By Brent J. Welch, CFP, CRPS, ChFC, CLU, AIF
S-curve explosions, part two
Are you seeking to grow your busi- ness to massive amounts of gross revenue? Would you like to see
your business booming? Wouldn’t it be
nice to have prospective clients beating a
path to your door?
You are about to read how super-advi-sor Ron Carson broke through multiple
barriers to build his multimillion-dollar
advisory practice and generate more than
$15 million of gross revenue.
Through this chronological story line,
you may be able to glean some insight
into how your practice can grow and
flourish. During a presentation he gave in
By knowing what
they were doing as
developed a clearer
vision of what they
were doing as a
team. The teamwork
improved, and the
business grew tenfold
in two years.
April in Arizona, Ron expressed how his
30-year career grew exponentially when
he focused on various disciplines that
helped him explode his business in an s-curve pattern.
You are somewhere with your business
right now. Where you are is where you
are. But where do you want to be? If you
want to get from here to there, you need
to implement some basic fundamentals to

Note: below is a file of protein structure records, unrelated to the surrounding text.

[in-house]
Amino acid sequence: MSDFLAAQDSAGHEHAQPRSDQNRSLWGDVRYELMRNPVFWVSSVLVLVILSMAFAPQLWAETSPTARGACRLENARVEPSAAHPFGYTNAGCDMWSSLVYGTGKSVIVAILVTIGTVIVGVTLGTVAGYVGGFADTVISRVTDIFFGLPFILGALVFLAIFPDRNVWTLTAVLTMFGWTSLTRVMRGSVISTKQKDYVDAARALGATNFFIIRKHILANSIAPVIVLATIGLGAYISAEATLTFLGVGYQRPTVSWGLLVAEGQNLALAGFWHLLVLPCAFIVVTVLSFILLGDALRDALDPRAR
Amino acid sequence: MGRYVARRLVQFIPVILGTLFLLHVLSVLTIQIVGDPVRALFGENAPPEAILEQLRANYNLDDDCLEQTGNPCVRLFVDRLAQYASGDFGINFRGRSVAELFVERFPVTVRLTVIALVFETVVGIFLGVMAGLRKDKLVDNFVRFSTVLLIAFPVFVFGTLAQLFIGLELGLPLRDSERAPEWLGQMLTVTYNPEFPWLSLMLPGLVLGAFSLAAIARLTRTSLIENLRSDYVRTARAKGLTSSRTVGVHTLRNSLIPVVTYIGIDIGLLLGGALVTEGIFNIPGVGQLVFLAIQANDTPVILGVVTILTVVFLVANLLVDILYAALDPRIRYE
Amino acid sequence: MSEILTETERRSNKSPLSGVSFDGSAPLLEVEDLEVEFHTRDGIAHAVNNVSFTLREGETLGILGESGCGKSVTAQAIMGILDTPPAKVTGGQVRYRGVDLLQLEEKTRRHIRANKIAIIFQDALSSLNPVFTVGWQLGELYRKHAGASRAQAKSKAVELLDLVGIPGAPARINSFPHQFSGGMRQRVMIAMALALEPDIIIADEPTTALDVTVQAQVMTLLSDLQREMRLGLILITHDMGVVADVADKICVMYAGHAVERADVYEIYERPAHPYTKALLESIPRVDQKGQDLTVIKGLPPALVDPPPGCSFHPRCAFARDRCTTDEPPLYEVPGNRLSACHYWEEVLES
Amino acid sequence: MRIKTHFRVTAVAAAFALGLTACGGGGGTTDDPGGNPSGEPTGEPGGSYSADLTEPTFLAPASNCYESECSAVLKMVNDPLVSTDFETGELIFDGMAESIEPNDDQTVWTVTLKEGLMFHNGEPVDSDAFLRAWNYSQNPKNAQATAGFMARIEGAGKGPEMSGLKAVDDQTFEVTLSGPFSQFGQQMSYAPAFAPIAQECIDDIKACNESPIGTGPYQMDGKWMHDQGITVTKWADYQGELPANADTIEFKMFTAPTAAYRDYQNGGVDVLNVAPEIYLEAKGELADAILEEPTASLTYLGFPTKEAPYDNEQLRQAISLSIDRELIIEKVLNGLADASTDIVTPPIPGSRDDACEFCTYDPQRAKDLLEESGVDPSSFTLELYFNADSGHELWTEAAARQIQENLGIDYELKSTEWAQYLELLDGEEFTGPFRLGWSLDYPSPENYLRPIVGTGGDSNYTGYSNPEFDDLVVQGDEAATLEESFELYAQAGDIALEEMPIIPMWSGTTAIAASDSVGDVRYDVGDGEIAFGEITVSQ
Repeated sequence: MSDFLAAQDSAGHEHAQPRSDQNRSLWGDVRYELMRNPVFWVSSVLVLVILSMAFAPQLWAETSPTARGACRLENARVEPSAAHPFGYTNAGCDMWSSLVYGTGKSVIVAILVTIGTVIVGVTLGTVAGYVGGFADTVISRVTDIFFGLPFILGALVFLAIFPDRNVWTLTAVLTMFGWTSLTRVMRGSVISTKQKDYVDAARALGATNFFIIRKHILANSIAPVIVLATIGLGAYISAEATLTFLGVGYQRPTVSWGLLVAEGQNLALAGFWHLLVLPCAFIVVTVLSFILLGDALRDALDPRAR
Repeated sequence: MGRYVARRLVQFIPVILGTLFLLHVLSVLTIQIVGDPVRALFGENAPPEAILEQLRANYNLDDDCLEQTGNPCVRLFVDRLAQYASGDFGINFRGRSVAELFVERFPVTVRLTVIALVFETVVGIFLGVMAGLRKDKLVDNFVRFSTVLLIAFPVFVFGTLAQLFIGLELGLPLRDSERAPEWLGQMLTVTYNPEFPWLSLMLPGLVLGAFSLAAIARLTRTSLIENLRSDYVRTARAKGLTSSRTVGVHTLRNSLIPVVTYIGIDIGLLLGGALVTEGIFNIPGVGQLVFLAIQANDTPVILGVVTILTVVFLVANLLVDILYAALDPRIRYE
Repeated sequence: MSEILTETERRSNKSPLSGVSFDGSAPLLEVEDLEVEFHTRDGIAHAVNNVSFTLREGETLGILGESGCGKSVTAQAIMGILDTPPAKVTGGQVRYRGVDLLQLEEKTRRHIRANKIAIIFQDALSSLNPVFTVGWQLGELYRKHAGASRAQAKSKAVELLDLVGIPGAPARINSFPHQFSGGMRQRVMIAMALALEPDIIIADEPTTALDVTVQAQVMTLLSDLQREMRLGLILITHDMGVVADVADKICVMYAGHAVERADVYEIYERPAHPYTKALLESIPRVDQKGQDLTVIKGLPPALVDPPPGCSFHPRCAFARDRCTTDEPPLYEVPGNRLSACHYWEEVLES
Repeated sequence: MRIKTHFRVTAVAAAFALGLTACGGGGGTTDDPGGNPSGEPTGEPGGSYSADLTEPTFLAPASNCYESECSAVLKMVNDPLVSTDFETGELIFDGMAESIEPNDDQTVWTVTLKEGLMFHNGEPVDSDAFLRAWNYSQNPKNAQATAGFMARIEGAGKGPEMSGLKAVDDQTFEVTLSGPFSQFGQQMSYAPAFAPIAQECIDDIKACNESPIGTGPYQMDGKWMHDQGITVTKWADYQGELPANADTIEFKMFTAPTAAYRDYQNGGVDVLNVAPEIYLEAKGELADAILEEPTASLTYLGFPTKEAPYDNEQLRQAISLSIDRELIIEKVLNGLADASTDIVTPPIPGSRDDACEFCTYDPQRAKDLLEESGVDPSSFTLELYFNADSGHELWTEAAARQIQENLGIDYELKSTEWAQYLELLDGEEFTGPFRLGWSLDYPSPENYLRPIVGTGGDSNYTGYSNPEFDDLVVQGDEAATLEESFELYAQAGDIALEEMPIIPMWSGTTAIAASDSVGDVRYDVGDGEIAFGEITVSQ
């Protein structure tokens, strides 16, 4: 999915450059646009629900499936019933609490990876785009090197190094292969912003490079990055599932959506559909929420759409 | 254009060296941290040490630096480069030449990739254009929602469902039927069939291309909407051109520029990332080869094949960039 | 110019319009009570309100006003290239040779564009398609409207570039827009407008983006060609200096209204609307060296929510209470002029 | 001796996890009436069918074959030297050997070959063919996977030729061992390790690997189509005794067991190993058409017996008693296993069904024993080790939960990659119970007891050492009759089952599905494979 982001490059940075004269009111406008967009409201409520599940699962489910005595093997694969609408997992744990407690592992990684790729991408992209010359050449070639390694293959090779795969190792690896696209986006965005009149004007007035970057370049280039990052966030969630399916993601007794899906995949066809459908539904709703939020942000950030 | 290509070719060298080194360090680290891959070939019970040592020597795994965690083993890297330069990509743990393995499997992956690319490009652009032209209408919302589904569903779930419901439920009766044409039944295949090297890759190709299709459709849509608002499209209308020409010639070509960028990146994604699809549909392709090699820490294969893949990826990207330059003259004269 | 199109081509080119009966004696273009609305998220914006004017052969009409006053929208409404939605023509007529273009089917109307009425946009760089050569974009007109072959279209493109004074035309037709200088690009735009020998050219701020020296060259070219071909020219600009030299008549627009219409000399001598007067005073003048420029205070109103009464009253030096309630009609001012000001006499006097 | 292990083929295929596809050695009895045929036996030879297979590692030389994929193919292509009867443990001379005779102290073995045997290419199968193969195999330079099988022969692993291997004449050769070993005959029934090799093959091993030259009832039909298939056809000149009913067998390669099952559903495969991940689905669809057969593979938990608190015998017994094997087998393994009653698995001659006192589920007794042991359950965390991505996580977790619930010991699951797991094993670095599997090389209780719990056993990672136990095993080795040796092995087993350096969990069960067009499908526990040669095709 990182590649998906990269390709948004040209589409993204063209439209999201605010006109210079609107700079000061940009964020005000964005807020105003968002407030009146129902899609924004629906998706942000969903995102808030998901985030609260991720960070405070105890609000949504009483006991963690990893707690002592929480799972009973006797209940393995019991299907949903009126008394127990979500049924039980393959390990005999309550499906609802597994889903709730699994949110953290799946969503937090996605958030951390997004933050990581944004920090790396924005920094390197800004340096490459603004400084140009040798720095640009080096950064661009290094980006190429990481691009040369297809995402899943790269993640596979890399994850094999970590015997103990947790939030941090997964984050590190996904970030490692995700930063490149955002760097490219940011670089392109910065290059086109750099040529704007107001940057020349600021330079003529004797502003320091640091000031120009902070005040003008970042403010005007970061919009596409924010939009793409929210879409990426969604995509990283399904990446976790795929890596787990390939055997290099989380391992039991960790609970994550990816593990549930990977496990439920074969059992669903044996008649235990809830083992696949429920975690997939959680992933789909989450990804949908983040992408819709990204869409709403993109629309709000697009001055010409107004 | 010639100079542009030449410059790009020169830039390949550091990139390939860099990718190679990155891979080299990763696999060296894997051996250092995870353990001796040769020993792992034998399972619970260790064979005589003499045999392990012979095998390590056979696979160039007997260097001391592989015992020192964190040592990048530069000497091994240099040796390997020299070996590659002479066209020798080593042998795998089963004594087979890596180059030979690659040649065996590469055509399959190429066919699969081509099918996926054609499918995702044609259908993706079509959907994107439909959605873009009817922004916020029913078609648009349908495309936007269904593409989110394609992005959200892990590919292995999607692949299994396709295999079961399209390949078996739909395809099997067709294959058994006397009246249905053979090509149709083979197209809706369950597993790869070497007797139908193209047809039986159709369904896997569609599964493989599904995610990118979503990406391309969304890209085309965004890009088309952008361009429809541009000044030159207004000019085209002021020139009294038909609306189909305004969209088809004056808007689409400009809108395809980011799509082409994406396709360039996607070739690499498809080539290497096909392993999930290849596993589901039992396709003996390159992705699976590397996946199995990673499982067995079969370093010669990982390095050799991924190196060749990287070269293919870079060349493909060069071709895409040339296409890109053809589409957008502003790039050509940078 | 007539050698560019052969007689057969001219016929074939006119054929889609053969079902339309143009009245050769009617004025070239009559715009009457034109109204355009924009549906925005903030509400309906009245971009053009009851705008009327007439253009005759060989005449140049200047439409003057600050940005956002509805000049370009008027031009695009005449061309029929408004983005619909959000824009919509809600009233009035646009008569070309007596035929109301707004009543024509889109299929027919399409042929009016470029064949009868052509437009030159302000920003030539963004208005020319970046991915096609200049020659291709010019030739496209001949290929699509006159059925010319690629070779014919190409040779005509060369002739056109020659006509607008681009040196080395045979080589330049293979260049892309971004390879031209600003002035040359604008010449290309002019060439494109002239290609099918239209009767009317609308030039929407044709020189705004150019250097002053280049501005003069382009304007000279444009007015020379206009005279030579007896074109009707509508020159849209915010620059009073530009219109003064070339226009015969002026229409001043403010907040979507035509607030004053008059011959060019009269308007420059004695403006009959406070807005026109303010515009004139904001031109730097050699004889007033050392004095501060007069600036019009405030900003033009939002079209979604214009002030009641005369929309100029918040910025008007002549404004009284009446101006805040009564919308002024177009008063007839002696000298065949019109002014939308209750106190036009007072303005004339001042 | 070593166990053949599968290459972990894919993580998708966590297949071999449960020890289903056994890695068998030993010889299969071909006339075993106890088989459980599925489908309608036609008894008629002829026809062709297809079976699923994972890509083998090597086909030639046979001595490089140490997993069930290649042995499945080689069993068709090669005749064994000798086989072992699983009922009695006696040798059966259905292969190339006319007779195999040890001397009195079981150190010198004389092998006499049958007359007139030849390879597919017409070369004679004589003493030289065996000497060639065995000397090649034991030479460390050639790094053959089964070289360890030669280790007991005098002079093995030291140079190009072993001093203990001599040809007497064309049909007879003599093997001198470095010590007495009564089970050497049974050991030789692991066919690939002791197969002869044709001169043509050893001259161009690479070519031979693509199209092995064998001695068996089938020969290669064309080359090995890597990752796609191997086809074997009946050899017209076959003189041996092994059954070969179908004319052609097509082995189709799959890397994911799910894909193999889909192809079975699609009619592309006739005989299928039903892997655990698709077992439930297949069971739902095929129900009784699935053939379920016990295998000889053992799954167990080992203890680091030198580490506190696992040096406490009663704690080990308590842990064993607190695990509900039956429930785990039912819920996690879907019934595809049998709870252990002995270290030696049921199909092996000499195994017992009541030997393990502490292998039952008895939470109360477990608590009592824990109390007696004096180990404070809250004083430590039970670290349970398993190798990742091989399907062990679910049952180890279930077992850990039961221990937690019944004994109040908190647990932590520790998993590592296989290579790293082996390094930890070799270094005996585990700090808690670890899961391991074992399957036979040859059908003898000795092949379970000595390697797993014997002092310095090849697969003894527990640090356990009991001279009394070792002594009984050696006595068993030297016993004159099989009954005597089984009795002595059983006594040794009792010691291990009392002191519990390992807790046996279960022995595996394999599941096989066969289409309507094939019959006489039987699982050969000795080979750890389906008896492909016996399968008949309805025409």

help you grow.
BRENT WELCH, CFP, ChFC, CLU, is founder and managing member of Welshire Capital LLC. Reach im at www.welshirecapital.com.
Ron Carson went
from $140,000 in revenue in 1989 to $1
million in 1991, and
he credits system integration as the key
to his growth. By systematizing everything
in his practice, he had
every one of his team
everything they did.
He did the same, and
then they created a
systems manual. This
manual became the operations guide to help
them develop intentional competency. By
knowing what they were doing as individuals, they developed a clearer vision
of what they were doing as a team. The
teamwork improved, and the business
grew tenfold in two years.
Some of the things they documented
included establishing account minimums
for new business of at least $250,000 and
setting up communications standards with
clients to chart how each client would receive 100 touches per year. Clients would
receive a weekly market commentary, a
monthly newsletter, quarterly calls and at
least an annual review.
In addition to this, Ron began to sys-
tematize his sales presentations. When
he followed a pattern of how he present-
ed his recommendations and action plan,
he could improve that presentation with
each presentation. Finally, he developed
what he called love-affair marketing.
Ron put one person in charge of being
in touch with current and prospective
clients in a personal and relational way.
This relationship marketing specialist
would create random
acts of kindness for
clients in need or cele-
brating exciting times
in their lives, such as
or the birth of a grand-